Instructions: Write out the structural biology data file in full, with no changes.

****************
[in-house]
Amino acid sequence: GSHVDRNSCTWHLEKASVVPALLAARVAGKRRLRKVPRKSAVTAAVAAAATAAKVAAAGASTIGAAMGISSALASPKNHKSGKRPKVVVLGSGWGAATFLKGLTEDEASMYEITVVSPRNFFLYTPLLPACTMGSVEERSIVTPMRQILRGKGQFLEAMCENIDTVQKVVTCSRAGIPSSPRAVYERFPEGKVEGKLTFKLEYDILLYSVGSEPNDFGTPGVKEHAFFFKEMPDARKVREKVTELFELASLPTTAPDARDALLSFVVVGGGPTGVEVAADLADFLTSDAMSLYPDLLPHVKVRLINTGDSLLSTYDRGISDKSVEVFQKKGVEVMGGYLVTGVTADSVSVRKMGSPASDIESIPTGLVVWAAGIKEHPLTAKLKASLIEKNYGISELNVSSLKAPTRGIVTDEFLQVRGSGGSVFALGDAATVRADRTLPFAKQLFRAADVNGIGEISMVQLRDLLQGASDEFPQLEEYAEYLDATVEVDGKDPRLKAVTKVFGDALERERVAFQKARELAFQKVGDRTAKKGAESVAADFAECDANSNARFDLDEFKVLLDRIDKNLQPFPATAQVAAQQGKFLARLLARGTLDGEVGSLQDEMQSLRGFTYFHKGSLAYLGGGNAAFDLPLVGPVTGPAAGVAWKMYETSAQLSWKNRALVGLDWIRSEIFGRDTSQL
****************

[in-house]
Amino acid sequence: GSHVDRNSCTWHLEKASVVPALLAARVAGKRRLRKVPRKSAVTAAVAAAATAAKVAAAGASTIGAAMGISSALASPKNHKSGKRPKVVVLGSGWGAATFLKGLTEDEASMYEITVVSPRNFFLYTPLLPACTMGSVEERSIVTPMRQILRGKGQFLEAMCENIDTVQKVVTCSRAGIPSSPRAVYERFPEGKVEGKLTFKLEYDILLYSVGSEPNDFGTPGVKEHAFFFKEMPDARKVREKVTELFELASLPTTAPDARDALLSFVVVGGGPTGVEVAADLADFLTSDAMSLYPDLLPHVKVRLINTGDSLLSTYDRGISDKSVEVFQKKGVEVMGGYLVTGVTADSVSVRKMGSPASDIESIPTGLVVWAAGIKEHPLTAKLKASLIEKNYGISELNVSSLKAPTRGIVTDEFLQVRGSGGSVFALGDAATVRADRTLPFAKQLFRAADVNGIGEISMVQLRDLLQGASDEFPQLEEYAEYLDATVEVDGKDPRLKAVTKVFGDALERERVAFQKARELAFQKVGDRTAKKGAESVAADFAECDANSNARFDLDEFKVLLDRIDKNLQPFPATAQVAAQQGKFLARLLARGTLDGEVGSLQDEMQSLRGFTYFHKGSLAYLGGGNAAFDLPLVGPVTGPAAGVAWKMYETSAQLSWKNRALVGLDWIRSEIFGRDTSQL